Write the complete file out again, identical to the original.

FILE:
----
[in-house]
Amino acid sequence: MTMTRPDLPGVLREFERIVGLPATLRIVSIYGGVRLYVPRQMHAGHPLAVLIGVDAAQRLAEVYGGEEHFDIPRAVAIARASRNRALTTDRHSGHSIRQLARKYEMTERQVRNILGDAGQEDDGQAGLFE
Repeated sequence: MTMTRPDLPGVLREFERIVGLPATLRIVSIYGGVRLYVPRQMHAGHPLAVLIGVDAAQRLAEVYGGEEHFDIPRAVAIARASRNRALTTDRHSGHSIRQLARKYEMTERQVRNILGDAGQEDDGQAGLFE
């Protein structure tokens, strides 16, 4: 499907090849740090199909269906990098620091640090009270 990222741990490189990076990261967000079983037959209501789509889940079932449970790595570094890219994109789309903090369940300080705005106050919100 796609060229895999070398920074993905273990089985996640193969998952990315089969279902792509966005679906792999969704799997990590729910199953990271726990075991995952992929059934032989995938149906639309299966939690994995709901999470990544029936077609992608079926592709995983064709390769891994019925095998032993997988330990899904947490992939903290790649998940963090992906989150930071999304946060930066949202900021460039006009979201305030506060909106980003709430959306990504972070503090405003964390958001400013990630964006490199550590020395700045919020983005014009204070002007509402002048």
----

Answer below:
[in-house]
Amino acid sequence: MTMTRPDLPGVLREFERIVGLPATLRIVSIYGGVRLYVPRQMHAGHPLAVLIGVDAAQRLAEVYGGEEHFDIPRAVAIARASRNRALTTDRHSGHSIRQLARKYEMTERQVRNILGDAGQEDDGQAGLFE
Repeated sequence: MTMTRPDLPGVLREFERIVGLPATLRIVSIYGGVRLYVPRQMHAGHPLAVLIGVDAAQRLAEVYGGEEHFDIPRAVAIARASRNRALTTDRHSGHSIRQLARKYEMTERQVRNILGDAGQEDDGQAGLFE
């Protein structure tokens, strides 16, 4: 499907090849740090199909269906990098620091640090009270 990222741990490189990076990261967000079983037959209501789509889940079932449970790595570094890219994109789309903090369940300080705005106050919100 796609060229895999070398920074993905273990089985996640193969998952990315089969279902792509966005679906792999969704799997990590729910199953990271726990075991995952992929059934032989995938149906639309299966939690994995709901999470990544029936077609992608079926592709995983064709390769891994019925095998032993997988330990899904947490992939903290790649998940963090992906989150930071999304946060930066949202900021460039006009979201305030506060909106980003709430959306990504972070503090405003964390958001400013990630964006490199550590020395700045919020983005014009204070002007509402002048």